Steve Rotheram, the mayor of Liverpool city region, which is already subject to the tier 3 strictest restrictions, says he is exploring how the extra funding given to the area to compensate for the tighter rules can be used to help people not supported by the national government schemes. Taxi drivers and the self-employed could benefit in particular, he says.
In the Commons yesterday Matt Hancock, the health secretary, said further talks were planned this week with South Yorkshire, West Yorkshire, Nottinghamshire, the north-east and Teesside about those areas entering the strictest tier 3 Covid restrictions.
Last night Shane Moore, the independent leader of Hartlepool borough council, said that his response to any proposal of this kind would be “sod off”.
Moore adopted much the same approach earlier this month, when the current restrictions were imposed on his town. The government just ignored his opposition.
Here are some other lines from Andy Burnham’s interviews this morning. (See 9.01am.)
- Burnham, the mayor of Greater Manchester, said current government plans could involve “levelling down” not “levelling up”, which is Boris Johnson’s stated goal. Burnham explained:
We’re trying to respond to a pandemic on the cheap, that’s how it feels.
It’s particularly relevant, isn’t it, when you then come to a regional lockdown, because by definition these are going to be divisive, and if you don’t fully fund them you are going to widen the divides in society.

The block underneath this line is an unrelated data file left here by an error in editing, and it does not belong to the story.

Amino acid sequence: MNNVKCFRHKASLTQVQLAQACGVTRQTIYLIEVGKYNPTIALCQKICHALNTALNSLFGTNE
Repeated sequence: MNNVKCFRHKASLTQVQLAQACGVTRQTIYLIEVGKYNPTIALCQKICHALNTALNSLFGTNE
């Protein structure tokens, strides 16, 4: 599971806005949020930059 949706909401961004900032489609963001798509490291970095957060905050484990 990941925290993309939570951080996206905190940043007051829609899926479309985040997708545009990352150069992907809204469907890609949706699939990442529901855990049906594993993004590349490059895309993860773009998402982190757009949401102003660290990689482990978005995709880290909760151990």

The danger for me of underfunded regional lockdown is that it becomes an act of levelling down from a government which said it would do the opposite.
- He said for tier 3 restrictions to work, there would have to be funding to allow more businesses to close than under the tier 3 baseline rules envisaged by the government. He explained:
All of the experts – chief medical officer, chief scientific adviser, the deputy chief medical officer – every single one of them has said to us they are not certain tier 3 will work.
The only way it’s got a chance of working is if you fully fund it so that lots of things can close so that they can have the maximum impact.
The problem with the government strategy is it isn’t doing that, it’s trying to penny pinch on tier 3.
That’s the problem, I don’t think its own strategy will work. It’s not backing itself to make its strategy work.
- He rejected claims that he was engaged in political posturing, saying he had the support of Conservatives. He said:
I have the support of Conservative MPs here for what I am saying – it is not posturing.
- He said that, if the government imposed tier 3 unilaterally on Greater Manchester, he would accept that and not encourage law-breaking. He said:
Of course we wouldn’t break the law. We’ve never said that we would.
We would obviously have to accept that decision, in the end it’s the government’s prerogative.
Good morning. There are three hours to go until we hit the deadline set by the government for the end of talks with Greater Manchester leaders on a deal about moving the region into the very high alert level tier 3, which would mean it would be subject to the strictest Covid regulations. If there is no deal, the government is threatening to impose those rules unilaterally.